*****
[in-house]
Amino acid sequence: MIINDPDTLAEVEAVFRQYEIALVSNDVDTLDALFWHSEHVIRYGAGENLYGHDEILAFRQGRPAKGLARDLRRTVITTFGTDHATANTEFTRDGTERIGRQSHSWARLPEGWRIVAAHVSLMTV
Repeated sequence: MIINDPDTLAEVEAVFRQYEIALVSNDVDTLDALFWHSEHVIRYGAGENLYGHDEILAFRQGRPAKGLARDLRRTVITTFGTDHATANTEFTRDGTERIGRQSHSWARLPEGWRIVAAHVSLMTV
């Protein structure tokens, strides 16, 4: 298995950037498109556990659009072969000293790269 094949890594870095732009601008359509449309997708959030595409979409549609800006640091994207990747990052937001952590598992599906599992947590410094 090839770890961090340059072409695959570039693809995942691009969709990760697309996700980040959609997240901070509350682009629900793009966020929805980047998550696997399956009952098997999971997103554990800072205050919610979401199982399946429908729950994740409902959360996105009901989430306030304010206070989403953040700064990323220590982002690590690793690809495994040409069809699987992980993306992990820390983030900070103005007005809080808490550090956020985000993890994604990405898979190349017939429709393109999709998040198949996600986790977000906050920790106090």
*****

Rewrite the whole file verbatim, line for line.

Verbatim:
[in-house]
Amino acid sequence: MIINDPDTLAEVEAVFRQYEIALVSNDVDTLDALFWHSEHVIRYGAGENLYGHDEILAFRQGRPAKGLARDLRRTVITTFGTDHATANTEFTRDGTERIGRQSHSWARLPEGWRIVAAHVSLMTV
Repeated sequence: MIINDPDTLAEVEAVFRQYEIALVSNDVDTLDALFWHSEHVIRYGAGENLYGHDEILAFRQGRPAKGLARDLRRTVITTFGTDHATANTEFTRDGTERIGRQSHSWARLPEGWRIVAAHVSLMTV
């Protein structure tokens, strides 16, 4: 298995950037498109556990659009072969000293790269 094949890594870095732009601008359509449309997708959030595409979409549609800006640091994207990747990052937001952590598992599906599992947590410094 090839770890961090340059072409695959570039693809995942691009969709990760697309996700980040959609997240901070509350682009629900793009966020929805980047998550696997399956009952098997999971997103554990800072205050919610979401199982399946429908729950994740409902959360996105009901989430306030304010206070989403953040700064990323220590982002690590690793690809495994040409069809699987992980993306992990820390983030900070103005007005809080808490550090956020985000993890994604990405898979190349017939429709393109999709998040198949996600986790977000906050920790106090």